A couple of weeks ago, in an off-the record chat with journalists in Delhi after a press meet, R Hariharan, vice-president of Excel Crop Care, had said that they do expect a ban to come into force, but only by 2015. The long notice he expected before the ban actually kicked in is significant because it will allow endosulfan makers ample time to gradually step down production and clear their stocks.
A couple of days before the Geneva conference, an all-party delegation from Kerala met Prime Minister Manmohan Singh about supporting the global ban. While Singh did not give any assurance, he promised to take action based on a study by the Indian Council of Medical Research on the hazardous impact of endosulfan. He also told the delegation that the PMO had given directions to expedite the study. This was again not true. Dr VM Katoch, ICMR director, told the media that they have neither started the study nor received any communication to expedite it. He said it will take a minimum of three years to complete. “There are around 150 studies on endosulfan by non-government and government agencies. All these studies concur on the health hazards of endosulfan. We don’t understand why the Government is pushing for another study,” says documentary filmmaker MA Rahman, who has been at the forefront of the anti-endosulfan movement in Kerala.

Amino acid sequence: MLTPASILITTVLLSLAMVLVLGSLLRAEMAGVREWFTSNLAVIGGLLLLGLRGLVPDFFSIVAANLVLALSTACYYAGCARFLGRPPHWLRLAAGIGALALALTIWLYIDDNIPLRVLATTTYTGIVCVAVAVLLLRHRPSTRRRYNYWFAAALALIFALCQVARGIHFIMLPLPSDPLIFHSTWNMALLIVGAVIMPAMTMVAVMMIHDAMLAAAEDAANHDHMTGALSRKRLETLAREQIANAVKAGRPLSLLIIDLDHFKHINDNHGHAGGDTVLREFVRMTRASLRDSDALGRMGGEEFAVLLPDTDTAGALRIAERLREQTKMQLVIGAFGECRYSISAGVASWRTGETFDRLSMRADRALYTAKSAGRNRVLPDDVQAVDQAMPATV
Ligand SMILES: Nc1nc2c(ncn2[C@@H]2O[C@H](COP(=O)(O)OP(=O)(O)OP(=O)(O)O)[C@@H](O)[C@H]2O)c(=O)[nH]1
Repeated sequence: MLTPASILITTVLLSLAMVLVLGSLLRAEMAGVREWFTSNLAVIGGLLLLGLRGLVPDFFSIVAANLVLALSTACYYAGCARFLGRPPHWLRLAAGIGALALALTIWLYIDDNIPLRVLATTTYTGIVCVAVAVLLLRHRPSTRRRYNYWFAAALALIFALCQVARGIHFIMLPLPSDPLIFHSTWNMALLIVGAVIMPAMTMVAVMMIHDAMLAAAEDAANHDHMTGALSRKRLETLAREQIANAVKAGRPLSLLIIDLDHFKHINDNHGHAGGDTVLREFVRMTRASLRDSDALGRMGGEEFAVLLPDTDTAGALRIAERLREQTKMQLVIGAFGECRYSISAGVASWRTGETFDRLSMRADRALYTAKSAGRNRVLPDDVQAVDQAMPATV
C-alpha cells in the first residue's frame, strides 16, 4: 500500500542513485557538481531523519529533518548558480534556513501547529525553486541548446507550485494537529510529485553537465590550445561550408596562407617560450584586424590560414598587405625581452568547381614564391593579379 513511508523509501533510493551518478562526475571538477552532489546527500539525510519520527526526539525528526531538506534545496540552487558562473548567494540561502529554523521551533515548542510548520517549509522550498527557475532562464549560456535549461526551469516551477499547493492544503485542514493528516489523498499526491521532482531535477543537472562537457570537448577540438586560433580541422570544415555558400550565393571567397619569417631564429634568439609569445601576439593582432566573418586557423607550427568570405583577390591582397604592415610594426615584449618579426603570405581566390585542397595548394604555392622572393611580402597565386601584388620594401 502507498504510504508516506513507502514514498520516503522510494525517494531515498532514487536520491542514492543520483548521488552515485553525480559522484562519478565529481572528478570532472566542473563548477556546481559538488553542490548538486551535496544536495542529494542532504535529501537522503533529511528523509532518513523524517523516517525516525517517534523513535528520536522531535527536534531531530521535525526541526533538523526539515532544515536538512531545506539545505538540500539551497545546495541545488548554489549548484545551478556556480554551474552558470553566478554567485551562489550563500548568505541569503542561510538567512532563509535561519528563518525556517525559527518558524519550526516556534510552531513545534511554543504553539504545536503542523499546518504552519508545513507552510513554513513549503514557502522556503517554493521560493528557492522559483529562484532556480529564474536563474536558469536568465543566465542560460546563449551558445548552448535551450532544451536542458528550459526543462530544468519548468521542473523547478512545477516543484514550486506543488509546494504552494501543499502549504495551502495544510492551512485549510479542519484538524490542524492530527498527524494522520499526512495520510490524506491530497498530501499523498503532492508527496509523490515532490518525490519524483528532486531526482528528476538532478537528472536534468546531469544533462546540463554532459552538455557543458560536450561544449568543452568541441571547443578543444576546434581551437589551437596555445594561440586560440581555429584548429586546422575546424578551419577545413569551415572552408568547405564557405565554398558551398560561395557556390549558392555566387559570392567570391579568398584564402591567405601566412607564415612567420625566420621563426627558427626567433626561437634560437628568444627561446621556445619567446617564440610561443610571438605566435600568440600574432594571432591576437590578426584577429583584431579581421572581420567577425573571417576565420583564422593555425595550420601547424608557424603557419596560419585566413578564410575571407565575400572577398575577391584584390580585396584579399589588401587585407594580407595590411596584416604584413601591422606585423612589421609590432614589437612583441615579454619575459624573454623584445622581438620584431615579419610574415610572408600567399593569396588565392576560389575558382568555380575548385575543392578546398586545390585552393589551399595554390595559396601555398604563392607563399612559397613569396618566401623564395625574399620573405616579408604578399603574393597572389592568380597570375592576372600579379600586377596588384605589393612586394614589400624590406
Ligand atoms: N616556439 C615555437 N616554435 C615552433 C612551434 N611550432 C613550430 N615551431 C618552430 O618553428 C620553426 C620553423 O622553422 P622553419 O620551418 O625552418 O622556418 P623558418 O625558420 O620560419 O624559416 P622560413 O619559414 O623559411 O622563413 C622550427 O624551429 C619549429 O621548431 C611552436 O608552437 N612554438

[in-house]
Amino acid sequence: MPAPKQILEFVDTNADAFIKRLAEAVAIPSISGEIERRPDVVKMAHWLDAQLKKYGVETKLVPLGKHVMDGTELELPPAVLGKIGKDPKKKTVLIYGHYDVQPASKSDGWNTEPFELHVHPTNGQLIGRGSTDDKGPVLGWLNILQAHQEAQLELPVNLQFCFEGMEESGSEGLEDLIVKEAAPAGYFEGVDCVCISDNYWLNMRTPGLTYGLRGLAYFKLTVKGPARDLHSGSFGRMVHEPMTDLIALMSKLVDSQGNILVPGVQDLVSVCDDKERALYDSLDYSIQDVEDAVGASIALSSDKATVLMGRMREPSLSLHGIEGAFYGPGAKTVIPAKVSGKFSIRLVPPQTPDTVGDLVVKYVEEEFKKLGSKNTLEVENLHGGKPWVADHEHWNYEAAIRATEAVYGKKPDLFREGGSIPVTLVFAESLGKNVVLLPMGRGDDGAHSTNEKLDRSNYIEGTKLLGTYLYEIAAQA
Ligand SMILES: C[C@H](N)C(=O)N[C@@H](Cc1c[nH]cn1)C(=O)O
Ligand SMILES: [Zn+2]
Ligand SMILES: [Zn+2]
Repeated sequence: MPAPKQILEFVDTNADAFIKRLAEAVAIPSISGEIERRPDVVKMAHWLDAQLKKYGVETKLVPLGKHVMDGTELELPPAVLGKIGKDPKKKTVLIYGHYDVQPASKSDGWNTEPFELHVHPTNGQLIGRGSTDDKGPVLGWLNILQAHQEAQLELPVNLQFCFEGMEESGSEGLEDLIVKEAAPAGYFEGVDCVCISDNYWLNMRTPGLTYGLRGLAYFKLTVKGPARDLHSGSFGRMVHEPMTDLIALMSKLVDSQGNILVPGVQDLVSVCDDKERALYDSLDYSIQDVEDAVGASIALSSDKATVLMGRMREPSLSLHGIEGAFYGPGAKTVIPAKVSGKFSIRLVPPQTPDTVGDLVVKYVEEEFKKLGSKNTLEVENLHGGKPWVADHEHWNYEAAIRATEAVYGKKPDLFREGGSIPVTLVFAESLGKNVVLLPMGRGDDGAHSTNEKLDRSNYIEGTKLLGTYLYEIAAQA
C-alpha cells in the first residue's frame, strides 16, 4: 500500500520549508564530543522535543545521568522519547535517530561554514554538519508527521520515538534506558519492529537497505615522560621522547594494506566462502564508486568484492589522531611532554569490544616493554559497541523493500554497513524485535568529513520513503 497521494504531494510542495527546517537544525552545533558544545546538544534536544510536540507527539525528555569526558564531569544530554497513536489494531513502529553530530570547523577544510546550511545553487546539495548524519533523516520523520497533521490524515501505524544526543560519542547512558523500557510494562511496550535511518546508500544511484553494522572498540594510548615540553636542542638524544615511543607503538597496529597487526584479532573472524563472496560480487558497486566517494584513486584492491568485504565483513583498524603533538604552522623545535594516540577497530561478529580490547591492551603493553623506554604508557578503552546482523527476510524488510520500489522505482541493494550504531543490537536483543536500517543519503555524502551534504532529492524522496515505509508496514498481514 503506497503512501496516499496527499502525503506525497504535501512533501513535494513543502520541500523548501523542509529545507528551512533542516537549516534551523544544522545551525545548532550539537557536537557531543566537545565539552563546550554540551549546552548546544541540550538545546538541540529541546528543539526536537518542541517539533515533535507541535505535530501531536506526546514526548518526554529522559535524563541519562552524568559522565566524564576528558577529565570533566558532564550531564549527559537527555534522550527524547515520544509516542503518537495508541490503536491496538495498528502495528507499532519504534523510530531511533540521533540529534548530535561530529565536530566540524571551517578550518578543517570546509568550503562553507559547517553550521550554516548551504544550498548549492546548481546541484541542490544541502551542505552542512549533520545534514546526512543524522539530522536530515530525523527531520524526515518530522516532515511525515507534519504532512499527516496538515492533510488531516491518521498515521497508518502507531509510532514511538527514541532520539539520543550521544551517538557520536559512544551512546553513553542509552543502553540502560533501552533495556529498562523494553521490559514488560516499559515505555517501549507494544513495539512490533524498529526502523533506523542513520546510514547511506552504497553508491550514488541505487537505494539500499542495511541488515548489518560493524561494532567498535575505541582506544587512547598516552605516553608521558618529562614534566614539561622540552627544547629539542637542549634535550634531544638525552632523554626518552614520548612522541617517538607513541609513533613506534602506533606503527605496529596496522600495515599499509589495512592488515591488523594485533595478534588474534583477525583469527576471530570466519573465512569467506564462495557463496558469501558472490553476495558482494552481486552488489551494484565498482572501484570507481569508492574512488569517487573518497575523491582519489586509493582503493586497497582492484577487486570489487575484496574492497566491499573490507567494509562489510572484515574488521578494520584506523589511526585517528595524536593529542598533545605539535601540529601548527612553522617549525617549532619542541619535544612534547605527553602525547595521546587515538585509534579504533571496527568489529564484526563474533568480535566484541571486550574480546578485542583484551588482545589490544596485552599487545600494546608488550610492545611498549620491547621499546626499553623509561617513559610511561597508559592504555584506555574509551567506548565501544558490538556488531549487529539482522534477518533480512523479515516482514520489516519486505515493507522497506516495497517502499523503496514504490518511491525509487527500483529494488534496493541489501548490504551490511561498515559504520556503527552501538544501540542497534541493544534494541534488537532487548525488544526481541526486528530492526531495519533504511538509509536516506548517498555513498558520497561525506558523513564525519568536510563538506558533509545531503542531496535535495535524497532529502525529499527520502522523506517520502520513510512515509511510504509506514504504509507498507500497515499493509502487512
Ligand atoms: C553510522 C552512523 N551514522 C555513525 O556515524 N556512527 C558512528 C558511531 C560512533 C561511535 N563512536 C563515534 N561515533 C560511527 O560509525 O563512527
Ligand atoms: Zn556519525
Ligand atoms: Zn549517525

Recently, the National Human Rights Commission also strongly recommended a total ban on endosulfan and asked for a nationwide survey of populations affected by its use. In a letter sent to the Ministry of Environment, the Commission lambasted the Central Government for its failure to account for the disaster caused by endosulfan and for its unwillingness to accept the pesticide as a persistent organic pollutant, ignoring a plethora of studies.